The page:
Rejoice! For there is nothing like a diagnosis that can be acted on.

So now I take a bunch of antibiotics (and carry around an Epi-Pen, and after this morning's little incident get way more vigilant about keeping the kids away from the damn Epi-Pen), and with any luck, I'll get my nervous system fully online again. It's such a lovely nervous system. Comes in handy for writing with, you know.
My brain is trying so hard to process this list. It tried stammering, then it tried Jersey-style profanity (Holy #%&*!), and now it's playing the Talking Heads' "Once in a Lifetime." Here comes the voice of David Byrne again: You may say to yourself, Well, how did I get here?

Here's the ballot in my award category:

Mythopoeic Fantasy Award for Adult Literature

Sarah Avery, Tales from Rugosa Coven (Dark Quest)
Stephanie Feldman, The Angel of Losses (Ecco)
Theodora Goss, Songs for Ophelia (Papaveria Press)
Joanne M. Harris, The Gospel of Loki (Gollancz)
Joe Hill and Gabriel Rodriguez, Locke & Key series, consisting of Vol. 1: Welcome to Lovecraft; Vol. 2: Head Games; Vol. 3: Crown of Shadow; Vol.4: Keys to the Kingdom; Vol. 5: Clockworks; and Vol. 6: Alpha & Omega IDW Publishing

Okay, to break it down for anybody who doesn't read fantasy (and if you don't, you're in good company, along with my mom, so that's totally fine), here's why these other finalists are blowing my mind:

Joe Hill is massively famous, with multiple New York Times bestsellers to his name. (People usually also mention that his father is Stephen King, which is why he publishes under a pen name and kept his other identity secret for as long as he could.)

Theodora Goss is the perfect author for the Mythopoeic Fantasy Award. When I saw her name on the announcement, my first thought was, This can't be her first nomination. Surely she won for In the Forest of Forgetting? She didn't win in 2008, but only because that was the year Catherynne Valente won for Orphan's Tales.

I'm not familiar with Stephanie Feldman or Joanne M. Harris, but their publishers are Ecco and Gollancz. I've been assuming all these years that my manuscripts were not worthy to lick the crumbs from under the tables of Ecco and Gollancz -- that despite the fancy doctorate and whatever other fancy stuff can be ascribed to me, I'm not fancy enough for presses that prestigious. Once I decided I'd rather be entertaining than academic, I figured prestige was not something I should aim at anymore. Maybe that was the typical writerly impostor-syndrome voice talking.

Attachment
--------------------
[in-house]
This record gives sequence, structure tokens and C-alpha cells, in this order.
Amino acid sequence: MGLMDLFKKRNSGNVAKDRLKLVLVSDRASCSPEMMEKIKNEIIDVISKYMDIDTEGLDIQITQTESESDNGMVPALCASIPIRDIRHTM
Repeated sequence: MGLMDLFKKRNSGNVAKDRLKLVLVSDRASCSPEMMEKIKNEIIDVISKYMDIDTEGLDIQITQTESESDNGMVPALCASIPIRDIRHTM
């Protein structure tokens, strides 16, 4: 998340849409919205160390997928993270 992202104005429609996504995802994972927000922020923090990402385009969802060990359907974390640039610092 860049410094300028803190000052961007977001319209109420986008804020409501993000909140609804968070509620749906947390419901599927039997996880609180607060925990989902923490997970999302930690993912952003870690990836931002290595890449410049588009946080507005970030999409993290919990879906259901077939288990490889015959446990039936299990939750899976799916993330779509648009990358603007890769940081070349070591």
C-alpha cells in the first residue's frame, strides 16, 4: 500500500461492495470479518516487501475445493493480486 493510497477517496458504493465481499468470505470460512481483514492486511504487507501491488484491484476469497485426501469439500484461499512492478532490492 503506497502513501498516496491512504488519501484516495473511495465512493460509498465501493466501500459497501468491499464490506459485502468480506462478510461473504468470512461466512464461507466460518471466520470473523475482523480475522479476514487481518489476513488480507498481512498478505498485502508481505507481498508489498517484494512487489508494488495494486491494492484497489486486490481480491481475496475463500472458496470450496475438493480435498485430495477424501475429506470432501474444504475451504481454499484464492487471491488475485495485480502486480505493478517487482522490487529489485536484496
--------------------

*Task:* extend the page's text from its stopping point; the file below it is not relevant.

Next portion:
(Or, mutters the impostor-syndrome voice, maybe you really don't deserve the nomination. Maybe you were right to be shocked, and you don't belong on this list after all. Nasty little imp, that voice is. Hey, imp, find something helpful to do, or prepare to be ignored.)

Oh, and I have a partial answer to the Talking Heads' question -- I know a little more this hour about how I got here. Thanks are due to Pauline Alama, who's part of my old critique group, the Writers of the Weird. She's a longtime member of the Mythopoeic Society and nominated my book for the initial longlist. An award committee culled the longlist down to five finalists. Maybe I'll get to find out more later about their process. Presumably it involved reading my book and finding it somehow preferable to a bunch of other books. Books that also had advocates (other than their authors and publishers) who liked them enough to nominate them for the longlist.

This is the point at which my mind starts boggling again. Somehow I got preferred for something over an unknown number of authors that probably included at least a few major names who were publishing with major presses. (The imp tries to prepare me for the possibility that this is all a clerical error and I'll have to post a retraction. Bleeping imp.) Looks like it'll be a bogglesome week.